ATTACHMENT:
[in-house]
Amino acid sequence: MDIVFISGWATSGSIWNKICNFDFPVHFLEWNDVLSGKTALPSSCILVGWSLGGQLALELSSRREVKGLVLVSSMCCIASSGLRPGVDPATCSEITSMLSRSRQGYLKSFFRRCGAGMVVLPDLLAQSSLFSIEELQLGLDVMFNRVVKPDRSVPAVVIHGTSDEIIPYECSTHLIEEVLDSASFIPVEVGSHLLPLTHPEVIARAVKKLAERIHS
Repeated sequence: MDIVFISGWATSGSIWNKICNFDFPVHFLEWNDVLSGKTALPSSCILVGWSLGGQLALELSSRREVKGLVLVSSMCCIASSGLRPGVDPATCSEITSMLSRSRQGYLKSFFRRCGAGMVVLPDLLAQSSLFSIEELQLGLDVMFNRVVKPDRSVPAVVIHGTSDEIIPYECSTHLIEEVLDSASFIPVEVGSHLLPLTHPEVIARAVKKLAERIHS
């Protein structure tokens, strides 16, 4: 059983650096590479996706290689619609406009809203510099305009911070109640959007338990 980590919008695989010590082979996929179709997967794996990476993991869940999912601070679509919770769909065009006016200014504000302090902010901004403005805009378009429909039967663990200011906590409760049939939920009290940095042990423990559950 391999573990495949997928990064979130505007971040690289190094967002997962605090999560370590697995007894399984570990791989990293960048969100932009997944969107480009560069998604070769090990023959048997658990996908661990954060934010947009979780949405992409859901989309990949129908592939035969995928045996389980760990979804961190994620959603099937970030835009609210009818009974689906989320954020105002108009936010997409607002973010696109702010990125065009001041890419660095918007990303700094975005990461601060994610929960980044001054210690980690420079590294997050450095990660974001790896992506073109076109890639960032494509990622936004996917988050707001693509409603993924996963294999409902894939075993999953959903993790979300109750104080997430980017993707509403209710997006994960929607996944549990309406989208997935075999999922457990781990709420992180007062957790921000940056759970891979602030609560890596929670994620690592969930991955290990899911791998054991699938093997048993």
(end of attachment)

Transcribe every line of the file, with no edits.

[in-house]
Amino acid sequence: MDIVFISGWATSGSIWNKICNFDFPVHFLEWNDVLSGKTALPSSCILVGWSLGGQLALELSSRREVKGLVLVSSMCCIASSGLRPGVDPATCSEITSMLSRSRQGYLKSFFRRCGAGMVVLPDLLAQSSLFSIEELQLGLDVMFNRVVKPDRSVPAVVIHGTSDEIIPYECSTHLIEEVLDSASFIPVEVGSHLLPLTHPEVIARAVKKLAERIHS
Repeated sequence: MDIVFISGWATSGSIWNKICNFDFPVHFLEWNDVLSGKTALPSSCILVGWSLGGQLALELSSRREVKGLVLVSSMCCIASSGLRPGVDPATCSEITSMLSRSRQGYLKSFFRRCGAGMVVLPDLLAQSSLFSIEELQLGLDVMFNRVVKPDRSVPAVVIHGTSDEIIPYECSTHLIEEVLDSASFIPVEVGSHLLPLTHPEVIARAVKKLAERIHS
């Protein structure tokens, strides 16, 4: 059983650096590479996706290689619609406009809203510099305009911070109640959007338990 980590919008695989010590082979996929179709997967794996990476993991869940999912601070679509919770769909065009006016200014504000302090902010901004403005805009378009429909039967663990200011906590409760049939939920009290940095042990423990559950 391999573990495949997928990064979130505007971040690289190094967002997962605090999560370590697995007894399984570990791989990293960048969100932009997944969107480009560069998604070769090990023959048997658990996908661990954060934010947009979780949405992409859901989309990949129908592939035969995928045996389980760990979804961190994620959603099937970030835009609210009818009974689906989320954020105002108009936010997409607002973010696109702010990125065009001041890419660095918007990303700094975005990461601060994610929960980044001054210690980690420079590294997050450095990660974001790896992506073109076109890639960032494509990622936004996917988050707001693509409603993924996963294999409902894939075993999953959903993790979300109750104080997430980017993707509403209710997006994960929607996944549990309406989208997935075999999922457990781990709420992180007062957790921000940056759970891979602030609560890596929670994620690592969930991955290990899911791998054991699938093997048993």